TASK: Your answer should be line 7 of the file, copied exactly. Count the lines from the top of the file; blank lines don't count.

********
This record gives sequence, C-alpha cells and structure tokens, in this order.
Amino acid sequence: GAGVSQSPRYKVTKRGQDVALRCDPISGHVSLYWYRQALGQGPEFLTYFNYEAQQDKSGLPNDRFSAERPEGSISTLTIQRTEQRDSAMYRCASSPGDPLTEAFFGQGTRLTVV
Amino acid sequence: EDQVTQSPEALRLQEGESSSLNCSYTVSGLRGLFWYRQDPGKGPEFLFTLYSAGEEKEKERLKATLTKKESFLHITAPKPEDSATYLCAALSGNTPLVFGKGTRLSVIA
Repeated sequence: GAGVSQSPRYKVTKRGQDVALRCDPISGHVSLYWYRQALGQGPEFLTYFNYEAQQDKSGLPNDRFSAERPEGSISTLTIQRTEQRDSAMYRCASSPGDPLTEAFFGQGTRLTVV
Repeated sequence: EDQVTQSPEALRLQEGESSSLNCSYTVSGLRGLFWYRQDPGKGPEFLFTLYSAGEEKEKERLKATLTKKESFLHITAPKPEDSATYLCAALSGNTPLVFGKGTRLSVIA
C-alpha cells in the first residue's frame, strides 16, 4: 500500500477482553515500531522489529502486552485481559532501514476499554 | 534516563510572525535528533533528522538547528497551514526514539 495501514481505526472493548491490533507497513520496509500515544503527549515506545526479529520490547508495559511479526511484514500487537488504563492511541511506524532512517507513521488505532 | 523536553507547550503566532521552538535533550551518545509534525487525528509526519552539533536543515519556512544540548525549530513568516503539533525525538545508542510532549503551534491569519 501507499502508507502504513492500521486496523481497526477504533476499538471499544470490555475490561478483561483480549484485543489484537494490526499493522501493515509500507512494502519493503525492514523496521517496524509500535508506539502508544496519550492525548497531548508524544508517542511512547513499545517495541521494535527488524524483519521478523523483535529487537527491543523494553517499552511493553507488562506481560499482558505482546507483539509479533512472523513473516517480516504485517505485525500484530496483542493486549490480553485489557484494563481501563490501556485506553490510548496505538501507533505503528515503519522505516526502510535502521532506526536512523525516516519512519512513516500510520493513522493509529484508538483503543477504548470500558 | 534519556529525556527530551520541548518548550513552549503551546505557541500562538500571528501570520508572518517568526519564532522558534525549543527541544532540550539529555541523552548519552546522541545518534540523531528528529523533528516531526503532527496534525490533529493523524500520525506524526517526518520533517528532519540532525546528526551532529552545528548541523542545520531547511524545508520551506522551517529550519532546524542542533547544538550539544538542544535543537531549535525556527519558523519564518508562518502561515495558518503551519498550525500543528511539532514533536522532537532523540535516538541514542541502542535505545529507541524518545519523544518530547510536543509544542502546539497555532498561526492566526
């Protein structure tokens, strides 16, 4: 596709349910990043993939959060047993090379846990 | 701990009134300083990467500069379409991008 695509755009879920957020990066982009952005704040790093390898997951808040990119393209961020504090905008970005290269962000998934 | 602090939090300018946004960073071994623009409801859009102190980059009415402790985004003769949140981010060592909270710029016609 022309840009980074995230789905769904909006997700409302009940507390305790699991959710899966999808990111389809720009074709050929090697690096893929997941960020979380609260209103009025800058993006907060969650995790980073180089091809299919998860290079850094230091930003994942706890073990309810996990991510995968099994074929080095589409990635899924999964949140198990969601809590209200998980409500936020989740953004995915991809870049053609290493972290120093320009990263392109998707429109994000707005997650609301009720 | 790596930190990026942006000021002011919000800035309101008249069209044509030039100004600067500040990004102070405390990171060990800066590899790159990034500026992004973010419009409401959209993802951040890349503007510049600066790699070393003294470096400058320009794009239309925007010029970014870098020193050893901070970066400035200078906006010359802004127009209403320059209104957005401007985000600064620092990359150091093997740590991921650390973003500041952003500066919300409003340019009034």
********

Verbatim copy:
């Protein structure tokens, strides 16, 4: 596709349910990043993939959060047993090379846990 | 701990009134300083990467500069379409991008 695509755009879920957020990066982009952005704040790093390898997951808040990119393209961020504090905008970005290269962000998934 | 602090939090300018946004960073071994623009409801859009102190980059009415402790985004003769949140981010060592909270710029016609 022309840009980074995230789905769904909006997700409302009940507390305790699991959710899966999808990111389809720009074709050929090697690096893929997941960020979380609260209103009025800058993006907060969650995790980073180089091809299919998860290079850094230091930003994942706890073990309810996990991510995968099994074929080095589409990635899924999964949140198990969601809590209200998980409500936020989740953004995915991809870049053609290493972290120093320009990263392109998707429109994000707005997650609301009720 | 790596930190990026942006000021002011919000800035309101008249069209044509030039100004600067500040990004102070405390990171060990800066590899790159990034500026992004973010419009409401959209993802951040890349503007510049600066790699070393003294470096400058320009794009239309925007010029970014870098020193050893901070970066400035200078906006010359802004127009209403320059209104957005401007985000600064620092990359150091093997740590991921650390973003500041952003500066919300409003340019009034």